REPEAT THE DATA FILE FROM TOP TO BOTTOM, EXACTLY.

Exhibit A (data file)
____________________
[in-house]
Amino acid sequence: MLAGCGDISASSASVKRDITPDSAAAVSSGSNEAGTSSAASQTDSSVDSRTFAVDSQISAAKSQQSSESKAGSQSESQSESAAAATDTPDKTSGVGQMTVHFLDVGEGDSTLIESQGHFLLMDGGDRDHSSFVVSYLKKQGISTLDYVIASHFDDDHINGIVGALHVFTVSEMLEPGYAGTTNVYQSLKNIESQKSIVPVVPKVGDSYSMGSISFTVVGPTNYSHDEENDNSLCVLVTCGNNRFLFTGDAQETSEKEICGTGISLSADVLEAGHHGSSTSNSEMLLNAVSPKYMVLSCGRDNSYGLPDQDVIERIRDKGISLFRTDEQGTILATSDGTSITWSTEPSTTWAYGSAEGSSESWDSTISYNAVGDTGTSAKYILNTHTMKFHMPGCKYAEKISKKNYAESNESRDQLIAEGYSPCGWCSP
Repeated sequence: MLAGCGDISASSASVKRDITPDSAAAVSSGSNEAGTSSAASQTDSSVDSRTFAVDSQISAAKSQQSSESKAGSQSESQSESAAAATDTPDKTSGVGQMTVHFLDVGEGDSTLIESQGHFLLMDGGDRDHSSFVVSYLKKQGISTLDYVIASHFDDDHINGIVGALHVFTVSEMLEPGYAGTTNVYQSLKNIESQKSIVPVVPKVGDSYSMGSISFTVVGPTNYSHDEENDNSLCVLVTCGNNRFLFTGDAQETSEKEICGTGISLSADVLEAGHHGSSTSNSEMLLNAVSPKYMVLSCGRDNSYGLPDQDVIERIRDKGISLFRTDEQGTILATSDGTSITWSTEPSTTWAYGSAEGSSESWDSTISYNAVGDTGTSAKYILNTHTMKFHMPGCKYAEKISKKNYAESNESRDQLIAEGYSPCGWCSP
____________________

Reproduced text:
[in-house]
Amino acid sequence: MLAGCGDISASSASVKRDITPDSAAAVSSGSNEAGTSSAASQTDSSVDSRTFAVDSQISAAKSQQSSESKAGSQSESQSESAAAATDTPDKTSGVGQMTVHFLDVGEGDSTLIESQGHFLLMDGGDRDHSSFVVSYLKKQGISTLDYVIASHFDDDHINGIVGALHVFTVSEMLEPGYAGTTNVYQSLKNIESQKSIVPVVPKVGDSYSMGSISFTVVGPTNYSHDEENDNSLCVLVTCGNNRFLFTGDAQETSEKEICGTGISLSADVLEAGHHGSSTSNSEMLLNAVSPKYMVLSCGRDNSYGLPDQDVIERIRDKGISLFRTDEQGTILATSDGTSITWSTEPSTTWAYGSAEGSSESWDSTISYNAVGDTGTSAKYILNTHTMKFHMPGCKYAEKISKKNYAESNESRDQLIAEGYSPCGWCSP
Repeated sequence: MLAGCGDISASSASVKRDITPDSAAAVSSGSNEAGTSSAASQTDSSVDSRTFAVDSQISAAKSQQSSESKAGSQSESQSESAAAATDTPDKTSGVGQMTVHFLDVGEGDSTLIESQGHFLLMDGGDRDHSSFVVSYLKKQGISTLDYVIASHFDDDHINGIVGALHVFTVSEMLEPGYAGTTNVYQSLKNIESQKSIVPVVPKVGDSYSMGSISFTVVGPTNYSHDEENDNSLCVLVTCGNNRFLFTGDAQETSEKEICGTGISLSADVLEAGHHGSSTSNSEMLLNAVSPKYMVLSCGRDNSYGLPDQDVIERIRDKGISLFRTDEQGTILATSDGTSITWSTEPSTTWAYGSAEGSSESWDSTISYNAVGDTGTSAKYILNTHTMKFHMPGCKYAEKISKKNYAESNESRDQLIAEGYSPCGWCSP